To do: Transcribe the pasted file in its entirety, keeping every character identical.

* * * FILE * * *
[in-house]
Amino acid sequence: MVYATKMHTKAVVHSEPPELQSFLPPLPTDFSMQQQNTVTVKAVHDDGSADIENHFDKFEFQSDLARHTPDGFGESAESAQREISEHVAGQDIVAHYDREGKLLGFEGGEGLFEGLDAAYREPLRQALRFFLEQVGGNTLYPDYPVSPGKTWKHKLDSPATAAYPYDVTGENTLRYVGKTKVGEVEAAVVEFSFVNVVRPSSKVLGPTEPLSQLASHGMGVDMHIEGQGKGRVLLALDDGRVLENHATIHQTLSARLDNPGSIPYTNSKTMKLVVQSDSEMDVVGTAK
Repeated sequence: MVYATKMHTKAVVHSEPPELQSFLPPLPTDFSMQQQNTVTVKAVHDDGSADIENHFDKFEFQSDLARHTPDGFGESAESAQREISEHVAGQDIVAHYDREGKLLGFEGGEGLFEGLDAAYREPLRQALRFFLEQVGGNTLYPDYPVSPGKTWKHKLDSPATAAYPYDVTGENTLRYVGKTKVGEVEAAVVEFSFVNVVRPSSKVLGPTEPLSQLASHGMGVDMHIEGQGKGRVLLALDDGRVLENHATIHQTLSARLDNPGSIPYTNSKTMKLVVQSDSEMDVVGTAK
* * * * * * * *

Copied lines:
[in-house]
Amino acid sequence: MVYATKMHTKAVVHSEPPELQSFLPPLPTDFSMQQQNTVTVKAVHDDGSADIENHFDKFEFQSDLARHTPDGFGESAESAQREISEHVAGQDIVAHYDREGKLLGFEGGEGLFEGLDAAYREPLRQALRFFLEQVGGNTLYPDYPVSPGKTWKHKLDSPATAAYPYDVTGENTLRYVGKTKVGEVEAAVVEFSFVNVVRPSSKVLGPTEPLSQLASHGMGVDMHIEGQGKGRVLLALDDGRVLENHATIHQTLSARLDNPGSIPYTNSKTMKLVVQSDSEMDVVGTAK
Repeated sequence: MVYATKMHTKAVVHSEPPELQSFLPPLPTDFSMQQQNTVTVKAVHDDGSADIENHFDKFEFQSDLARHTPDGFGESAESAQREISEHVAGQDIVAHYDREGKLLGFEGGEGLFEGLDAAYREPLRQALRFFLEQVGGNTLYPDYPVSPGKTWKHKLDSPATAAYPYDVTGENTLRYVGKTKVGEVEAAVVEFSFVNVVRPSSKVLGPTEPLSQLASHGMGVDMHIEGQGKGRVLLALDDGRVLENHATIHQTLSARLDNPGSIPYTNSKTMKLVVQSDSEMDVVGTAK